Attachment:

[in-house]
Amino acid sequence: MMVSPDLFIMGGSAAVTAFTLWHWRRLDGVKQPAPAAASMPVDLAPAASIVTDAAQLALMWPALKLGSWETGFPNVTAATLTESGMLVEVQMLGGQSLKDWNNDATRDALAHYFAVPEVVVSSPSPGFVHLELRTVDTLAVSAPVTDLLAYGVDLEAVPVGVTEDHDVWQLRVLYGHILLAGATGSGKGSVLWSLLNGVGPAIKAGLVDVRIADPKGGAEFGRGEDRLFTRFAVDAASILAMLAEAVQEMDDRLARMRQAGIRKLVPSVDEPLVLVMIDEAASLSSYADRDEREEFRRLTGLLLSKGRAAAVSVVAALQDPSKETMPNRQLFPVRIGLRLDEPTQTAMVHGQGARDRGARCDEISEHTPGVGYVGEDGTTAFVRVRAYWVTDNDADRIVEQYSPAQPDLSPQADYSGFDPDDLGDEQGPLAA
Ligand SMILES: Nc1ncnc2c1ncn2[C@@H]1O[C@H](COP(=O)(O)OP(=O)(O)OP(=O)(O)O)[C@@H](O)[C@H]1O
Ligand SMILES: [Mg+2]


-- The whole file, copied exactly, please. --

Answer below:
[in-house]
Amino acid sequence: MMVSPDLFIMGGSAAVTAFTLWHWRRLDGVKQPAPAAASMPVDLAPAASIVTDAAQLALMWPALKLGSWETGFPNVTAATLTESGMLVEVQMLGGQSLKDWNNDATRDALAHYFAVPEVVVSSPSPGFVHLELRTVDTLAVSAPVTDLLAYGVDLEAVPVGVTEDHDVWQLRVLYGHILLAGATGSGKGSVLWSLLNGVGPAIKAGLVDVRIADPKGGAEFGRGEDRLFTRFAVDAASILAMLAEAVQEMDDRLARMRQAGIRKLVPSVDEPLVLVMIDEAASLSSYADRDEREEFRRLTGLLLSKGRAAAVSVVAALQDPSKETMPNRQLFPVRIGLRLDEPTQTAMVHGQGARDRGARCDEISEHTPGVGYVGEDGTTAFVRVRAYWVTDNDADRIVEQYSPAQPDLSPQADYSGFDPDDLGDEQGPLAA
Ligand SMILES: Nc1ncnc2c1ncn2[C@@H]1O[C@H](COP(=O)(O)OP(=O)(O)OP(=O)(O)O)[C@@H](O)[C@H]1O
Ligand SMILES: [Mg+2]